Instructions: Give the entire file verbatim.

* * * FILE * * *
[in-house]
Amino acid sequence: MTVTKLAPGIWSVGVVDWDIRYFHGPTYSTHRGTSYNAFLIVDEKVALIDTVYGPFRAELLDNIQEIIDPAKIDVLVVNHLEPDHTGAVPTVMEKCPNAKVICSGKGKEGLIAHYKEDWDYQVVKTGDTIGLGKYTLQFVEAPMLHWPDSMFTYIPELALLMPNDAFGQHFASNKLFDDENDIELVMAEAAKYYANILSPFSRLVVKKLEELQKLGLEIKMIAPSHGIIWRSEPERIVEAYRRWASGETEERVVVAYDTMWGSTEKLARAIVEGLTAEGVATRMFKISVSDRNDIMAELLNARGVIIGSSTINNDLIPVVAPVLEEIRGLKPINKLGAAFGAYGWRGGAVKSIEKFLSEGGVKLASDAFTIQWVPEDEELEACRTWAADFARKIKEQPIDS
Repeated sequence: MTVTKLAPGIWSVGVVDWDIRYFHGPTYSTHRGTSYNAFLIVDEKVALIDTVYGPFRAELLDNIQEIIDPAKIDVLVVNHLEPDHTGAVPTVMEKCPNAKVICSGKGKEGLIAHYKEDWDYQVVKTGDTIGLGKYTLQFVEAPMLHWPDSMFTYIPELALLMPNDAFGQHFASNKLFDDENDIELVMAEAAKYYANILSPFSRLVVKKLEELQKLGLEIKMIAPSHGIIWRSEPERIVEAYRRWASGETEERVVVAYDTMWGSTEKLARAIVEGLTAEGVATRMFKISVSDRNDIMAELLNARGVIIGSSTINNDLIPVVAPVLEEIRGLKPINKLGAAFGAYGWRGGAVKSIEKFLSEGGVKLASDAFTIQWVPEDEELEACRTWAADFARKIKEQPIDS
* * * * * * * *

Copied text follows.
[in-house]
Amino acid sequence: MTVTKLAPGIWSVGVVDWDIRYFHGPTYSTHRGTSYNAFLIVDEKVALIDTVYGPFRAELLDNIQEIIDPAKIDVLVVNHLEPDHTGAVPTVMEKCPNAKVICSGKGKEGLIAHYKEDWDYQVVKTGDTIGLGKYTLQFVEAPMLHWPDSMFTYIPELALLMPNDAFGQHFASNKLFDDENDIELVMAEAAKYYANILSPFSRLVVKKLEELQKLGLEIKMIAPSHGIIWRSEPERIVEAYRRWASGETEERVVVAYDTMWGSTEKLARAIVEGLTAEGVATRMFKISVSDRNDIMAELLNARGVIIGSSTINNDLIPVVAPVLEEIRGLKPINKLGAAFGAYGWRGGAVKSIEKFLSEGGVKLASDAFTIQWVPEDEELEACRTWAADFARKIKEQPIDS
Repeated sequence: MTVTKLAPGIWSVGVVDWDIRYFHGPTYSTHRGTSYNAFLIVDEKVALIDTVYGPFRAELLDNIQEIIDPAKIDVLVVNHLEPDHTGAVPTVMEKCPNAKVICSGKGKEGLIAHYKEDWDYQVVKTGDTIGLGKYTLQFVEAPMLHWPDSMFTYIPELALLMPNDAFGQHFASNKLFDDENDIELVMAEAAKYYANILSPFSRLVVKKLEELQKLGLEIKMIAPSHGIIWRSEPERIVEAYRRWASGETEERVVVAYDTMWGSTEKLARAIVEGLTAEGVATRMFKISVSDRNDIMAELLNARGVIIGSSTINNDLIPVVAPVLEEIRGLKPINKLGAAFGAYGWRGGAVKSIEKFLSEGGVKLASDAFTIQWVPEDEELEACRTWAADFARKIKEQPIDS